After nearly a century on view and a legal battle spanning more than a decade, a Constantin Brancusi sculpture that had been one of the top attractions in Paris’s Montparnasse Cemetery can be taken away from its longtime home. The French outlet Le Monde reports that in December a French court sided with the heirs of the person buried beneath the gravestone on which the Brancusi is set, meaning that the family can reclaim the work.
But the legal fracas over the work, a 1909 sculpture titled The Kiss showing two abstracted lovers in an embrace, is not quite over yet. When the heirs went to the grave to obtain the work in December, the City of Paris refused to allow them to take it away. The heirs are now fighting once more to obtain it.
The marble sculpture had been set atop the tomb of Tatiana Rachevskaïa, a Russian student who committed suicide in 1910. Her lover, a Romanian doctor named Solomon Marbais, purchased the work from Brancusi and had it put on her grave sometime around 1910 or 1911. Similar versions of The Kiss reside in the National Museum of Art in Bucharest and the Philadelphia Museum of Art.
The Montparnasse version of The Kiss had long been a site of pilgrimage for Brancusi fans and a beloved fixture in the cemetery for thousands of visitors who come each year. It became a source of intrigue in 2018, when it was mysteriously covered with a box. The cemetery claimed at the time to not know why it was hidden from public view, though it emerged in 2019, via a report in L’Express, that the sculpture was subject to a legal claim.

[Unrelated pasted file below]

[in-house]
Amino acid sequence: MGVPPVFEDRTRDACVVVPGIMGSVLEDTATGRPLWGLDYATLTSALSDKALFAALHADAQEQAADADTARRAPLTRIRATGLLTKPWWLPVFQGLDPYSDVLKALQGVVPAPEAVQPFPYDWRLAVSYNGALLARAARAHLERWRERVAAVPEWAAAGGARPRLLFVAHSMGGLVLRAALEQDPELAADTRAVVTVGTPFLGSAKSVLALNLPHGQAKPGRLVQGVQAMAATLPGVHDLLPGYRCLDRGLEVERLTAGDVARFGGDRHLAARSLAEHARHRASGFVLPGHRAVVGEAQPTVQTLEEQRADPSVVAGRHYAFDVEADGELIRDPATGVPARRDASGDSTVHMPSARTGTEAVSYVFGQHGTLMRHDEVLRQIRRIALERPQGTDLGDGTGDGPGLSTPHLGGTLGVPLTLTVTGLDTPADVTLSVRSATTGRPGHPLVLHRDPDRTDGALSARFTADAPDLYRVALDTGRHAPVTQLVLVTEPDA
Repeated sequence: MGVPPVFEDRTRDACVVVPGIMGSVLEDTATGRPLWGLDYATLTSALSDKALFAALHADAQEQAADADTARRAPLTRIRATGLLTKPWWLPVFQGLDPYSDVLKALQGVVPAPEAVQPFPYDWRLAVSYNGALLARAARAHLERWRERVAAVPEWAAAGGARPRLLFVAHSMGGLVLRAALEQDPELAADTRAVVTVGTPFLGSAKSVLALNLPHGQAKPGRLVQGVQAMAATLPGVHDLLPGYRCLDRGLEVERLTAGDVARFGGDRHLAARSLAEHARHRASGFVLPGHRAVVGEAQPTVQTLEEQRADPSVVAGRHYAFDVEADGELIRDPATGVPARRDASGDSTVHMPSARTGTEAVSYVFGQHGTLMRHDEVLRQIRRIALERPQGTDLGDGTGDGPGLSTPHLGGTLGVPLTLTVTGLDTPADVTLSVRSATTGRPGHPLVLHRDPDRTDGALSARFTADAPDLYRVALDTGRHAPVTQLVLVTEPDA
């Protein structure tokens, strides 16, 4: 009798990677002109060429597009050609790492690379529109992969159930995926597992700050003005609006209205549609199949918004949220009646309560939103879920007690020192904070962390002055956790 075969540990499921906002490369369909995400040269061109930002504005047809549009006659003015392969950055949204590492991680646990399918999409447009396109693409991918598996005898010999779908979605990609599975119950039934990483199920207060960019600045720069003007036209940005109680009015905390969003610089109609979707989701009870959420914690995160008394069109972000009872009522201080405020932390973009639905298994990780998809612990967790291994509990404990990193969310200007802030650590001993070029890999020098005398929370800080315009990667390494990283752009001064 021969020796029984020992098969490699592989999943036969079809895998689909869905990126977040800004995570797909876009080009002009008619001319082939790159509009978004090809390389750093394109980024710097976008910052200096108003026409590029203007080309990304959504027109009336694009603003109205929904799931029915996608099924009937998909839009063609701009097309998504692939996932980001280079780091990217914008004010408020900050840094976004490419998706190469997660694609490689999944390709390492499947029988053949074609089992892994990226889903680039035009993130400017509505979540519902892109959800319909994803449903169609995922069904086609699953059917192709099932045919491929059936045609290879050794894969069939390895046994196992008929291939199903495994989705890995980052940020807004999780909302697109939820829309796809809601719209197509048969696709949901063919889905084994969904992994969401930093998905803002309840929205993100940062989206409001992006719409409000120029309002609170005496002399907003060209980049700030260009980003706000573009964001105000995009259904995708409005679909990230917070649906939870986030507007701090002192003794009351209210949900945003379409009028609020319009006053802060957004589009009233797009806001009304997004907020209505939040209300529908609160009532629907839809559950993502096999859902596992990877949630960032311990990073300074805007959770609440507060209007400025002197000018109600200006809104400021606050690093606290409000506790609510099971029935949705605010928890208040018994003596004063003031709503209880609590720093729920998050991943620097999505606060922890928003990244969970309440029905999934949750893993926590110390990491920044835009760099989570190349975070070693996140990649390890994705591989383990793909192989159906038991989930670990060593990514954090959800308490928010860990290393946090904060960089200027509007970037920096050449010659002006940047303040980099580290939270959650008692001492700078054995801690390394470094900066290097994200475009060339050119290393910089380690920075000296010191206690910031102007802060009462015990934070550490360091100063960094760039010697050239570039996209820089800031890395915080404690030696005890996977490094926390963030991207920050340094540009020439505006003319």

The roots of that tussle stretch back to 2005, when Brancusi’s market began to rapidly expand, thanks to the sale of Bird in Space (1922–23) at Christie’s in New York. At the time, the sale made that $27 million work the most expensive sculpture ever auctioned publicly. The Telegraph reported that Leon Black was its buyer.
That same year, six people claimed they owned the rights to the Montparnasse Cemetery version of The Kiss, and dealer Guillaume Duhamel and the French auction house Millon began a search to find Rachevskaïa’s descendants, whom they located in Ukraine.
In 2006, Duhamel claimed that he should be able to secure the work from the heirs, arousing fears that it could soon be headed to sale. The City of Paris declined that request, claiming that it was a cultural monument and was therefore immovable.
The current proceedings rest on technical details about the work—whether or not The Kiss was designed specifically with the grave in mind, for one. For now, Duhamel and Millon are trying to prove that they do not mean harm in removing the work. “They must stop presenting us as grave robbers,” Duhamel said.